By Iceland specialist Katy
The sheer variety of activities you can do in Iceland might take you by surprise. For example, one day I was snowmobiling across the surface of a glacier, the next I was watching puffins from a windswept headland. You could find yourself taking daily soaks in geothermal pools, or dining on freshly caught cod or Arctic char.
Your trip to Iceland can be completely different depending on the season. Long days of sunlight in summer (June to August) allow you to spend time in the great outdoors, hiking, horseback riding and strolling along black-sand beaches. Meanwhile, in winter (October to March), dark skies are illuminated by the ethereal streaks of the northern lights (which you can read more about in our northern lights guide).
How to explore Iceland
Iceland is a versatile destination. Many of its highlights fit well into most trips, whether you’re in Reykjavík for a short break or spending two weeks circumnavigating the island along its Ring Road.
If you’re visiting in summer, you can either drive yourself around or take in the country in a private vehicle with your own driver. In winter, when weather conditions are more temperamental and can affect the roads, we’ll ensure you’re driven around in a comfortable 4x4.
To cut down on drive time, it’s possible to take a short 45-minute flight between Reykjavík and Iceland’s second city, Akureyri, giving you easier access to the north of the country. Or, for the east, fly from the capital to Egilsstaðir.
A Reykjavík city break: sightseeing and day trips
The Icelandic capital might not be the prettiest city, but I like its laid-back nature and compact size. It doesn’t take long to stroll from one side of Laugavegur — the main shopping street — to the other (unless you’re pausing to take advantage of the many bars and restaurants lining it).
Apart from the Hallgrímskirkja Lutheran church, whose stark, basalt-column-inspired structure dominates the skyline, most of Reykjavík’s historical attractions are relatively unassuming. A private guided tour of the city helps point them out and put them into context.
Day trips from Reykjavík: The Golden Circle and Blue Lagoon
While staying in Reykjavík, you could join a full-day tour of the Golden Circle. This popular circuit east of the capital takes in Gullfoss waterfall, the geysers of Geysir and the very active Strokkur, and Þingvellir National Park.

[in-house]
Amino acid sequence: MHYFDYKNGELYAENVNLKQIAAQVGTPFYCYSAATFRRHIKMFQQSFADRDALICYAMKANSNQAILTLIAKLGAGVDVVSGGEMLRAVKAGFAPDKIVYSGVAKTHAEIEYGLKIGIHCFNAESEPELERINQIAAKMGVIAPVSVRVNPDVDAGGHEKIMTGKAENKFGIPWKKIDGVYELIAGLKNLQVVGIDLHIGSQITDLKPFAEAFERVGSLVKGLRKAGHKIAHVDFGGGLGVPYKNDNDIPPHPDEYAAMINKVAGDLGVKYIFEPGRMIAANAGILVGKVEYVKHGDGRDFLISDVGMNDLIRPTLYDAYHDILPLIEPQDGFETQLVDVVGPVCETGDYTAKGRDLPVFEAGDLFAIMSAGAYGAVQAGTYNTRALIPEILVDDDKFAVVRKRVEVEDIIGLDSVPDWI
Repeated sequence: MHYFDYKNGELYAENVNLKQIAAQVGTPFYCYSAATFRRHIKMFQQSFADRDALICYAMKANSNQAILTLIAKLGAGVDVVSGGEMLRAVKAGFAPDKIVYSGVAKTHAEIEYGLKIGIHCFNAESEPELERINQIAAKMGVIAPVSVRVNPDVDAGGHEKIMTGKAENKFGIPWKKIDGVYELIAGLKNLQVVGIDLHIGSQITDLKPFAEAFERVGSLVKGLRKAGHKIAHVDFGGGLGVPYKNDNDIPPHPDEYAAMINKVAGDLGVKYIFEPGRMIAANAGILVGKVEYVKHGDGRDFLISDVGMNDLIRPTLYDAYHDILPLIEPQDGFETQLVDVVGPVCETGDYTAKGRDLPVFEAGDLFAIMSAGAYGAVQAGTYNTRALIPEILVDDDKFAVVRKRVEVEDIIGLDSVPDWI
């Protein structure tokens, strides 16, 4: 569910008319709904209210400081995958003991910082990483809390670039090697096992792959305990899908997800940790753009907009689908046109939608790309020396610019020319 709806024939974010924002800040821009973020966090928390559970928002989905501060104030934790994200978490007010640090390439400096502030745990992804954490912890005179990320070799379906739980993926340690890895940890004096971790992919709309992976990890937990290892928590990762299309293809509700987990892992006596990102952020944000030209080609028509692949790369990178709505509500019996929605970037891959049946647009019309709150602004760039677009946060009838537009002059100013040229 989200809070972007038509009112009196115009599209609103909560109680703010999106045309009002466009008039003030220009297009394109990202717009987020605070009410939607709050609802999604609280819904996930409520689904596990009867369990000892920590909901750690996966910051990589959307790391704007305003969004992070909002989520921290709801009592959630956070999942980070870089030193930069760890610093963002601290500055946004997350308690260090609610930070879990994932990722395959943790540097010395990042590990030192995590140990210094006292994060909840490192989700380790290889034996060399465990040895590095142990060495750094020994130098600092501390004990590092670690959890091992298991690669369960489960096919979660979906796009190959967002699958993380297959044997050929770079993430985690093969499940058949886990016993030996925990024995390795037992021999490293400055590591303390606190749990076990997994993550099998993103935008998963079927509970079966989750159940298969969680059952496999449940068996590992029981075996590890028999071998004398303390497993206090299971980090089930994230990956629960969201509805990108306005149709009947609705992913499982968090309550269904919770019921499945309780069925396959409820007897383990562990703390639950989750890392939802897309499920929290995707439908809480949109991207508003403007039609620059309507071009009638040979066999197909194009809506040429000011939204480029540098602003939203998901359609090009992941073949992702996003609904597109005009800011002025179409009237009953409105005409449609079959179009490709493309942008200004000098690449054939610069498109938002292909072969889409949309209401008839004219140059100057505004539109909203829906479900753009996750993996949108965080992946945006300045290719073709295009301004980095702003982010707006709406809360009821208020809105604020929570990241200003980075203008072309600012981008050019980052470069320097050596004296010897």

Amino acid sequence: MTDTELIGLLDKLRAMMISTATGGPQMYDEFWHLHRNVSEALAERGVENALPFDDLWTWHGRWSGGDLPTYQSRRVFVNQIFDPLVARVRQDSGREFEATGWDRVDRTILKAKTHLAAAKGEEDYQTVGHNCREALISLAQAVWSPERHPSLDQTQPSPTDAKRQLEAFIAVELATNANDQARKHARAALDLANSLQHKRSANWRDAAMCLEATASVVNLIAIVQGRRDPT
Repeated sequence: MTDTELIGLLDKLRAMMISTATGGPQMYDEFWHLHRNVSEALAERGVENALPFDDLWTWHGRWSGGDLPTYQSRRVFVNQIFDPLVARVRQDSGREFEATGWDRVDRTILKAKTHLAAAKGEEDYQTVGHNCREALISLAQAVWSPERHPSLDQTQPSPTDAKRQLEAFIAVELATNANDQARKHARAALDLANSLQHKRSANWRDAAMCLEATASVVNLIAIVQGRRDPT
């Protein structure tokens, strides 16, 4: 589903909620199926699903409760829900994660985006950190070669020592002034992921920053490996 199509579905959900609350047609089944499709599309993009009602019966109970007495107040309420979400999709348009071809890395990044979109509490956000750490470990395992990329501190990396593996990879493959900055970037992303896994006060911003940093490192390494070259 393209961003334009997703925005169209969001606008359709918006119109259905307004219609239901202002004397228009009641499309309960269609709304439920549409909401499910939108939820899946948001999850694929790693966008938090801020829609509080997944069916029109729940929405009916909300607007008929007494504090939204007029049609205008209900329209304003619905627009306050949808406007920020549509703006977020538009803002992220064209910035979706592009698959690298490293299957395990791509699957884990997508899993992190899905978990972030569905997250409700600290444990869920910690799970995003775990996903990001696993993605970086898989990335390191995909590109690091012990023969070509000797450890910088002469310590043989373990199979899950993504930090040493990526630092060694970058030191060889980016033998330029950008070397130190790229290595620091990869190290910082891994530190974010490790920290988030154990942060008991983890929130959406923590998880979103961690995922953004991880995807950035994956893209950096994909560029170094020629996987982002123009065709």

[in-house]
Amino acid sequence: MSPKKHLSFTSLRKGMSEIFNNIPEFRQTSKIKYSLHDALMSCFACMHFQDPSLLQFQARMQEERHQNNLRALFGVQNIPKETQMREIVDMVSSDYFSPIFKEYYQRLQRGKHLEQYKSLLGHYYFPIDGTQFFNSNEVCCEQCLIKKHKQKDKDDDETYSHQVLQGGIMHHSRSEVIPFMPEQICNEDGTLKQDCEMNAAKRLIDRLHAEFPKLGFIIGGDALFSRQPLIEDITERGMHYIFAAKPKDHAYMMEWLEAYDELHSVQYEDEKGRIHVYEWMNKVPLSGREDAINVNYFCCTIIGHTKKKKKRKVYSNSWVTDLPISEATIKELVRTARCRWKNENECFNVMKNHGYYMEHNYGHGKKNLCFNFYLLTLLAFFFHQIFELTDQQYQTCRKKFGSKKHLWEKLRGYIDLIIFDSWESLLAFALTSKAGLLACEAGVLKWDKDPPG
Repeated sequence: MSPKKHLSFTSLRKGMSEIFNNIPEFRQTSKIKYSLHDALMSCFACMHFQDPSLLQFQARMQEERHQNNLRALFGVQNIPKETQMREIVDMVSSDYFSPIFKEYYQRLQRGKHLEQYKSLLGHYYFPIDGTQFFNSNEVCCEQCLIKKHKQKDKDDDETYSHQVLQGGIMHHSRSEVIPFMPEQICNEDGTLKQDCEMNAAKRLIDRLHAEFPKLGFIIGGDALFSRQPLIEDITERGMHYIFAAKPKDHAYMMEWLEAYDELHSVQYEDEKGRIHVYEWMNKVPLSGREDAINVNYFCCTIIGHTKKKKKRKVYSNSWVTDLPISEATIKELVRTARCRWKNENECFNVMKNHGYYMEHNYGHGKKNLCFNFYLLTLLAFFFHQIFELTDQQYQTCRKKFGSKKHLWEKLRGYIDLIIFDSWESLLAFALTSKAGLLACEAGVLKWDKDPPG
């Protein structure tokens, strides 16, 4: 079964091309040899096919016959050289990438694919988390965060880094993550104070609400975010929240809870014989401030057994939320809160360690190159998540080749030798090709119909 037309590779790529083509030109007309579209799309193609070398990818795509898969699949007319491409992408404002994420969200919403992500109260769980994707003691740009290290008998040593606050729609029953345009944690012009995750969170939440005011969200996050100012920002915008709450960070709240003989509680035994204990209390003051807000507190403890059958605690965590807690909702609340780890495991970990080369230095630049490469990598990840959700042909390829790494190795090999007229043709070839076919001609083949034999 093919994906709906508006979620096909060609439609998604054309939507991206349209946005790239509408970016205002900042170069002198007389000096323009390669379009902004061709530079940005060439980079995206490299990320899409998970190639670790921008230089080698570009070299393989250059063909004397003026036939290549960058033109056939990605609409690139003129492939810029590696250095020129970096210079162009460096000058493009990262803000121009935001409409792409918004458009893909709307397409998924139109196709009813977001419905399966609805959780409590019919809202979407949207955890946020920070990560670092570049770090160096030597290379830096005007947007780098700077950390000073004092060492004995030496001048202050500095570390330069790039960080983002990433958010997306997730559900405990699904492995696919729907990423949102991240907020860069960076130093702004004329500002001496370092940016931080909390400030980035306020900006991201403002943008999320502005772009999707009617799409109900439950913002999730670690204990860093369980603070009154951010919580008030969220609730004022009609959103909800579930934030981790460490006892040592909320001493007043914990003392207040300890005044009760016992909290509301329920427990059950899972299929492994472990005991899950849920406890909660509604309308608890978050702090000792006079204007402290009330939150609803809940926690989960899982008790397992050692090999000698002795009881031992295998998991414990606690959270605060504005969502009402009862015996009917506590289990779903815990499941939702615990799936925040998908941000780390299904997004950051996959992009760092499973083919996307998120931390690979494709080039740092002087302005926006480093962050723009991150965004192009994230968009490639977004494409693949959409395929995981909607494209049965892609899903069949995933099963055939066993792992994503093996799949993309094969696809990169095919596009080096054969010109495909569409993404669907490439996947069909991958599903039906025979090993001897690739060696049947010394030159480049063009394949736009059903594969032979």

You’re also within an hour of the Blue Lagoon , the best-known geothermal bath in Iceland. Here, you can soak in a balmy milky-blue pool while looking out across a lava field. To make the experience even more special, I recommend bathing in The Retreat , a more exclusive section of the lagoon, where you can also indulge in a full body treatment of natural scrubs, volcanic mud masks and algae-based products.
Where to stay in Reykjavík
Canopy by Hilton is a stylish, contemporary hotel located just off Laugavegur. Rooms and suites have a fresh Icelandic feel, with greys and turquoises in the decor and fabrics inspired by the city. And, you can borrow bicycles to explore downtown.
The Snæfellsnes Peninsula: Iceland in miniature
One of the most geologically striking areas of Iceland is the Snæfellsnes Peninsula in west Iceland, which extends like a knobbly arm out into the sea. It’s a microcosm of Iceland’s geography. You’ll notice volcanoes and lava fields similar to those in southern Iceland, fjords reminiscent of the east, and volcanic wastelands as seen in the north. Then there are black-sand beaches, plus the only golden-sand beach in Iceland.
The peninsula’s home to Snæfellsjökull National Park and its glacier-capped volcano of the same name. Spoiler alert: it’s inside this volcano that the protagonists of Jules Verne’s 1864 novel, Journey to the Centre of the Earth, discover the passage that leads to the Earth’s core.
You can join a tour that takes you inside Vatnshellir, an 8,000-year-old lava tube within the national park. As you walk through the cave’s chambers, your guide explains its formation and shares folklore that tells of trolls once living here.
The road circling the peninsula follows the coastline, with gently sloping hills on one side and rock-strewn beaches on the other. A highlight for me was strolling along Ytri Tunga beach and coming across a small colony of seals lolling on the rocks.
Close by is the black-sand beach of Djúpalónssandur, where you can tackle the ‘lifting stones’ — a collection of rocks ranging from 23 kg to 154 kg (50 lbs to 340 lbs) that were used to test fishermen’s strength back when the peninsula was a thriving trading post. To become an oarsman, a man would have to lift the 100 kg stone onto a designated platform. I could only just lift the 54 kg (119 lb) stone, so certainly wouldn’t have made the cut.
Where to stay on the Snæfellsnes Peninsula
Hotel Buðir is set right on the southern shoreline and feels completely secluded. Its bar and lounge have large windows with views of hills and wide swathes of sand, and you can sit and watch birds through the telescope.